we start to deal with wireless charging technology in recent years with the booming of smart phones why wasn't it possible with laptops? does the smart phone's battery differ from laptop's?
closed as primarily opinion-based by tomnexus, PeterJ, Dmitry Grigoryev, DerStrom8, laptop2d Sep 15 '17 at 1:04
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You can use wireless charging techniques for charging laptop computers but you won't be very happy with the current state of the technology.
The wireless charging systems that I've worked with for smartphones are good for maybe 10 Watts (but often less). That's okay for a smartphone and most will reach full charge in a few hours.
The smallest laptop charger for a medium-sized laptop is at 60 Watts. Higher-end laptops can have chargers rated at 135 Watts or more.
Many (most?) laptops need 20 to 50 Watts just to operate. Your little 10 Watt wireless charger can't even keep up with required power to operate the laptop, let alone have enough energy for charging the battery.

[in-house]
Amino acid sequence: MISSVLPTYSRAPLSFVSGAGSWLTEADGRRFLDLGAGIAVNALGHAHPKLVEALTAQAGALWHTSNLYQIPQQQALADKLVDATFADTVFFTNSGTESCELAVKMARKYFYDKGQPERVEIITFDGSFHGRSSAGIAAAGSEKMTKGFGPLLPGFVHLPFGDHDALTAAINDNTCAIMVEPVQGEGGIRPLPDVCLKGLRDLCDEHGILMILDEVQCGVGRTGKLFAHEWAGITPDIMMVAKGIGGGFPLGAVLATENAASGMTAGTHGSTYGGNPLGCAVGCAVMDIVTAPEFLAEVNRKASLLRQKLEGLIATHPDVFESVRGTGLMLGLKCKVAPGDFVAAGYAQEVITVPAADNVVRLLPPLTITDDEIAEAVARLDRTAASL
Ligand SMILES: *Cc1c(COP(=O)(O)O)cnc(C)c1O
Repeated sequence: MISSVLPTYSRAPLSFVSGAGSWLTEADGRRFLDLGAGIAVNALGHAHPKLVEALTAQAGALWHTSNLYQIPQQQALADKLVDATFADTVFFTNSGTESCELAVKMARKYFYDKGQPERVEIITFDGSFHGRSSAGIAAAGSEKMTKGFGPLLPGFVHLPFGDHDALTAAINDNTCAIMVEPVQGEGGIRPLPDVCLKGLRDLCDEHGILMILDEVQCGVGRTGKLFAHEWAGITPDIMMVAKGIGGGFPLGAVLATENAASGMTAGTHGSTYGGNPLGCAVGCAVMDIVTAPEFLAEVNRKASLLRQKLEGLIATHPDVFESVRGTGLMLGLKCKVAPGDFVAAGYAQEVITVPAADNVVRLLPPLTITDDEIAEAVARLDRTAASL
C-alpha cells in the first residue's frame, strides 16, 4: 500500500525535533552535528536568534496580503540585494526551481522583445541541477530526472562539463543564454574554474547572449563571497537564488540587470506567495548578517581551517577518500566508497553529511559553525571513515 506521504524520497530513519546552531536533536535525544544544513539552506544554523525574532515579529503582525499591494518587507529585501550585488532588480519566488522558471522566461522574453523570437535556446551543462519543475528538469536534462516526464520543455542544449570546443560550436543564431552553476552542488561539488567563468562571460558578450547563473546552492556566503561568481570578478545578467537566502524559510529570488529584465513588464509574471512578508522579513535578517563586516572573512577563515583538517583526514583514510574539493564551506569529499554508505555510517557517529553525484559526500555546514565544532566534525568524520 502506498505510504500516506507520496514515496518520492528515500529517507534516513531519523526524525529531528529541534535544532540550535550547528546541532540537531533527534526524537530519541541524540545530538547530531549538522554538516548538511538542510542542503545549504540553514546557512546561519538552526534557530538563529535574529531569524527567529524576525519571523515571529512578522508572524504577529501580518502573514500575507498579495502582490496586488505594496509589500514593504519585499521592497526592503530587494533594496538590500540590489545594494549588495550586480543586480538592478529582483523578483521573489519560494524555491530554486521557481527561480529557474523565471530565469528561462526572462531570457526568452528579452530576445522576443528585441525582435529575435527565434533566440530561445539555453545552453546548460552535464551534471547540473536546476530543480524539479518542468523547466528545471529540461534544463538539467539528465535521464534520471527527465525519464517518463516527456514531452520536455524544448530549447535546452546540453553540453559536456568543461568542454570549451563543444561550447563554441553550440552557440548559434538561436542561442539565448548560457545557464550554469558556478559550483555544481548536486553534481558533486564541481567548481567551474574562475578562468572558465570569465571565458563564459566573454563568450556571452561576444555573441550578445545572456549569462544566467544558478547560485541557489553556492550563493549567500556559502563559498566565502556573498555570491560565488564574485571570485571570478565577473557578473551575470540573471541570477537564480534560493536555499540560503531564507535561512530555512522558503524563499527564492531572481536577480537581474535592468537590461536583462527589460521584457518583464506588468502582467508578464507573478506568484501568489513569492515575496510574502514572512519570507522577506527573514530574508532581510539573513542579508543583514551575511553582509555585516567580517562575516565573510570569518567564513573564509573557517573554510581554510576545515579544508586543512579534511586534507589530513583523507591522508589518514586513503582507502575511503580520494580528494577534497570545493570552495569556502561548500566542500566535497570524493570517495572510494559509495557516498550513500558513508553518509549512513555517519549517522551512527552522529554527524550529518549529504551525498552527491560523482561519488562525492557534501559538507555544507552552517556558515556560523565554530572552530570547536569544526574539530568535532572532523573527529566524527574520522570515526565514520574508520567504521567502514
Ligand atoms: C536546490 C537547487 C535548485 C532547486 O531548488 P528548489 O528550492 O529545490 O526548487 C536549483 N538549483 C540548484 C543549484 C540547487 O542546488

To charge a laptop, well technology wise it's not a problem. But wireless charging have some disadvantages that inflict on the usage, like:
Slower charging – Due to the lower efficiency, devices take longer to charge when supplied power is the same amount.
More expensive – Inductive charging also requires drive electronics and coils in both device and charger, increasing the complexity and cost of manufacturing.
Inconvenience - When a mobile device is connected to a cable, it can be moved around (albeit in a limited range) and operated while charging. In most implementations of inductive charging, the mobile device must be left on a pad to charge, and thus can't be moved around or easily operated while charging.